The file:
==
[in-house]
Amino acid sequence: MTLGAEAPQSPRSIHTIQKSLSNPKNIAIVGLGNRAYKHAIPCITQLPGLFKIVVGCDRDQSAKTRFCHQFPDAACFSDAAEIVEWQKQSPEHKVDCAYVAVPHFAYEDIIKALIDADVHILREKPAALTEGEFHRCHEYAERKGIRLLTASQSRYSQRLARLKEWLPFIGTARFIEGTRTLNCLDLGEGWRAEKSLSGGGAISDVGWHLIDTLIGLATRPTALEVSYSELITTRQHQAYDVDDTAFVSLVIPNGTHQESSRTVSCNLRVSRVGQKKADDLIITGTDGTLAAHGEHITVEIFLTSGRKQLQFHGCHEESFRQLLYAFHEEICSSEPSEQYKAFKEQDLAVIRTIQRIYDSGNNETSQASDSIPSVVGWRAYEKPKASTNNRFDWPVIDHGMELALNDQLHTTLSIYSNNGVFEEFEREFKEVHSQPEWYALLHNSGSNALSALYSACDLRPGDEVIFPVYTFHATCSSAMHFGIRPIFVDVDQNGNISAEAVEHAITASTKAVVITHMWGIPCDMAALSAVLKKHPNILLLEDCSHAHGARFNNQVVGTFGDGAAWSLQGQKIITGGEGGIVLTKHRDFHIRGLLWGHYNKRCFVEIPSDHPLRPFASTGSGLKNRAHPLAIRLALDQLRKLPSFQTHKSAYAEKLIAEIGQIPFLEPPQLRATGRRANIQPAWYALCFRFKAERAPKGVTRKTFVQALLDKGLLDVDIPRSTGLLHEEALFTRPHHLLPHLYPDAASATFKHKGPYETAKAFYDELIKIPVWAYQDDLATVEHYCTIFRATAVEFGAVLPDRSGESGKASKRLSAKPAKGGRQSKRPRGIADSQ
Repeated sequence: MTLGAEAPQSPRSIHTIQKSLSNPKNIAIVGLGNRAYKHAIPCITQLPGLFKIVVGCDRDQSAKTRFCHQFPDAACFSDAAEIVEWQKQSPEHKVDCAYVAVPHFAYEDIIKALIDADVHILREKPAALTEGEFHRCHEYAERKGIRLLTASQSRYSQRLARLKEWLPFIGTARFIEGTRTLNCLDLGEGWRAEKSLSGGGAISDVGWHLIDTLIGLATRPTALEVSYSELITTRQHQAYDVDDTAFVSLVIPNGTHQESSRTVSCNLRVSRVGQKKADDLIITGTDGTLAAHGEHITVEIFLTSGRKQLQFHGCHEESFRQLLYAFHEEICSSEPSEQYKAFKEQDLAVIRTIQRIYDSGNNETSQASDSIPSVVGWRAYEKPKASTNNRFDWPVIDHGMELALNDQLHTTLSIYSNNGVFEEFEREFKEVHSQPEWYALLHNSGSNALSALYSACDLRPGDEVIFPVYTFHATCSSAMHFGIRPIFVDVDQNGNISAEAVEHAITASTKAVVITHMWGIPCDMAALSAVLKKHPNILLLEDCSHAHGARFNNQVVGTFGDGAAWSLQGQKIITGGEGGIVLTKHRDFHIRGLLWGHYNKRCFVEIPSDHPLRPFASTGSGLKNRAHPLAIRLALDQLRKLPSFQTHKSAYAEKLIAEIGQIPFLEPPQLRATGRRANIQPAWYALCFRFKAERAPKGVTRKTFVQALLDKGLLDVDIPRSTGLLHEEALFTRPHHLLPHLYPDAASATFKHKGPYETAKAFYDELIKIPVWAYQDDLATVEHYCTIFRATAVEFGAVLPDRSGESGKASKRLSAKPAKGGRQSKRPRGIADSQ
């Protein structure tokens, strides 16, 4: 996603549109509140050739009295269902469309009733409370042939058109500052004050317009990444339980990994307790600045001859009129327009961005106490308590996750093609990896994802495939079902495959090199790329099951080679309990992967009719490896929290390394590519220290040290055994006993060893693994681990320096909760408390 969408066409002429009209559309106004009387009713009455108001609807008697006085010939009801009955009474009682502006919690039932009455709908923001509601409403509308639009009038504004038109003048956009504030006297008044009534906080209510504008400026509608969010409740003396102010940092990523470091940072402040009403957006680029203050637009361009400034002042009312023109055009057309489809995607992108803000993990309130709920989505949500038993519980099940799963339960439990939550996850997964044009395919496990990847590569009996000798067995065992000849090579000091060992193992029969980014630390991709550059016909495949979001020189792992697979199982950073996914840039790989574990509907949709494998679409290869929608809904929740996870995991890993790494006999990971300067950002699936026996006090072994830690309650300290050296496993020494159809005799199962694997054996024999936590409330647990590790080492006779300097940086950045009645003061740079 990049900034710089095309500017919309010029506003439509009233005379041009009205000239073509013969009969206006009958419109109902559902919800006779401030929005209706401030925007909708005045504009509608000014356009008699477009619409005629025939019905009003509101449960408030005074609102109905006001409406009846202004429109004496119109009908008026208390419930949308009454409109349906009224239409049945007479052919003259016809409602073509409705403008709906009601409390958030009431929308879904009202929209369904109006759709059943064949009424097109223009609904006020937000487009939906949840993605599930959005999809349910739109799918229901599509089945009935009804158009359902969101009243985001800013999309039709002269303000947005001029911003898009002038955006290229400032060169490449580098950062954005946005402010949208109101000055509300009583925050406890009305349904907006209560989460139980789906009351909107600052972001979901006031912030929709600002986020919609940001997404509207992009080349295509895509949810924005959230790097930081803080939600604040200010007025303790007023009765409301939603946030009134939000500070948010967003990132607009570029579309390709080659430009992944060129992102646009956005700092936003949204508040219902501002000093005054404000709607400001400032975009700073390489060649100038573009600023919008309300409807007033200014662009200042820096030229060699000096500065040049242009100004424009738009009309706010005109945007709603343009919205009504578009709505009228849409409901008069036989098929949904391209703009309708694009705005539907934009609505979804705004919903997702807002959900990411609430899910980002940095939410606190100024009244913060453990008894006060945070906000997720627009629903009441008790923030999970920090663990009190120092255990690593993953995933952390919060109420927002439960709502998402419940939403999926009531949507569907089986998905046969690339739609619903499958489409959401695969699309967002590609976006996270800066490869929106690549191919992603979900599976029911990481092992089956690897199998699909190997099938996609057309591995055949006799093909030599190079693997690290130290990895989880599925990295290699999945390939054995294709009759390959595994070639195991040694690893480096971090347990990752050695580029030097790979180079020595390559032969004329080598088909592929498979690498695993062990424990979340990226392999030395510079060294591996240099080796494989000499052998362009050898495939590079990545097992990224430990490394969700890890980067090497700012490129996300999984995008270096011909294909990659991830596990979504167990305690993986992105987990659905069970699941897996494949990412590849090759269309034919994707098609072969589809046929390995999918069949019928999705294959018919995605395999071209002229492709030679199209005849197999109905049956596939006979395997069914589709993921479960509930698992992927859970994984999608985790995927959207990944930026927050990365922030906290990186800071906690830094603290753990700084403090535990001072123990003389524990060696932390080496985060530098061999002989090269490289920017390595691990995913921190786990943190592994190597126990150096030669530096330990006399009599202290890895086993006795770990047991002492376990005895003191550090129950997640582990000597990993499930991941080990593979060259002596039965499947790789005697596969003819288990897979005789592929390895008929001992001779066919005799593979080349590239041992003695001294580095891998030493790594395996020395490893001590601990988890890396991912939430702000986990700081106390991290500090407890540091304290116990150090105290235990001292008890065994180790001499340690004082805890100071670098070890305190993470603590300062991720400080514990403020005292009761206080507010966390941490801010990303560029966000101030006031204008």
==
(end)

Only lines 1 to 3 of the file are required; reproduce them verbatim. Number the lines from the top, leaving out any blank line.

[in-house]
Amino acid sequence: MTLGAEAPQSPRSIHTIQKSLSNPKNIAIVGLGNRAYKHAIPCITQLPGLFKIVVGCDRDQSAKTRFCHQFPDAACFSDAAEIVEWQKQSPEHKVDCAYVAVPHFAYEDIIKALIDADVHILREKPAALTEGEFHRCHEYAERKGIRLLTASQSRYSQRLARLKEWLPFIGTARFIEGTRTLNCLDLGEGWRAEKSLSGGGAISDVGWHLIDTLIGLATRPTALEVSYSELITTRQHQAYDVDDTAFVSLVIPNGTHQESSRTVSCNLRVSRVGQKKADDLIITGTDGTLAAHGEHITVEIFLTSGRKQLQFHGCHEESFRQLLYAFHEEICSSEPSEQYKAFKEQDLAVIRTIQRIYDSGNNETSQASDSIPSVVGWRAYEKPKASTNNRFDWPVIDHGMELALNDQLHTTLSIYSNNGVFEEFEREFKEVHSQPEWYALLHNSGSNALSALYSACDLRPGDEVIFPVYTFHATCSSAMHFGIRPIFVDVDQNGNISAEAVEHAITASTKAVVITHMWGIPCDMAALSAVLKKHPNILLLEDCSHAHGARFNNQVVGTFGDGAAWSLQGQKIITGGEGGIVLTKHRDFHIRGLLWGHYNKRCFVEIPSDHPLRPFASTGSGLKNRAHPLAIRLALDQLRKLPSFQTHKSAYAEKLIAEIGQIPFLEPPQLRATGRRANIQPAWYALCFRFKAERAPKGVTRKTFVQALLDKGLLDVDIPRSTGLLHEEALFTRPHHLLPHLYPDAASATFKHKGPYETAKAFYDELIKIPVWAYQDDLATVEHYCTIFRATAVEFGAVLPDRSGESGKASKRLSAKPAKGGRQSKRPRGIADSQ
Repeated sequence: MTLGAEAPQSPRSIHTIQKSLSNPKNIAIVGLGNRAYKHAIPCITQLPGLFKIVVGCDRDQSAKTRFCHQFPDAACFSDAAEIVEWQKQSPEHKVDCAYVAVPHFAYEDIIKALIDADVHILREKPAALTEGEFHRCHEYAERKGIRLLTASQSRYSQRLARLKEWLPFIGTARFIEGTRTLNCLDLGEGWRAEKSLSGGGAISDVGWHLIDTLIGLATRPTALEVSYSELITTRQHQAYDVDDTAFVSLVIPNGTHQESSRTVSCNLRVSRVGQKKADDLIITGTDGTLAAHGEHITVEIFLTSGRKQLQFHGCHEESFRQLLYAFHEEICSSEPSEQYKAFKEQDLAVIRTIQRIYDSGNNETSQASDSIPSVVGWRAYEKPKASTNNRFDWPVIDHGMELALNDQLHTTLSIYSNNGVFEEFEREFKEVHSQPEWYALLHNSGSNALSALYSACDLRPGDEVIFPVYTFHATCSSAMHFGIRPIFVDVDQNGNISAEAVEHAITASTKAVVITHMWGIPCDMAALSAVLKKHPNILLLEDCSHAHGARFNNQVVGTFGDGAAWSLQGQKIITGGEGGIVLTKHRDFHIRGLLWGHYNKRCFVEIPSDHPLRPFASTGSGLKNRAHPLAIRLALDQLRKLPSFQTHKSAYAEKLIAEIGQIPFLEPPQLRATGRRANIQPAWYALCFRFKAERAPKGVTRKTFVQALLDKGLLDVDIPRSTGLLHEEALFTRPHHLLPHLYPDAASATFKHKGPYETAKAFYDELIKIPVWAYQDDLATVEHYCTIFRATAVEFGAVLPDRSGESGKASKRLSAKPAKGGRQSKRPRGIADSQ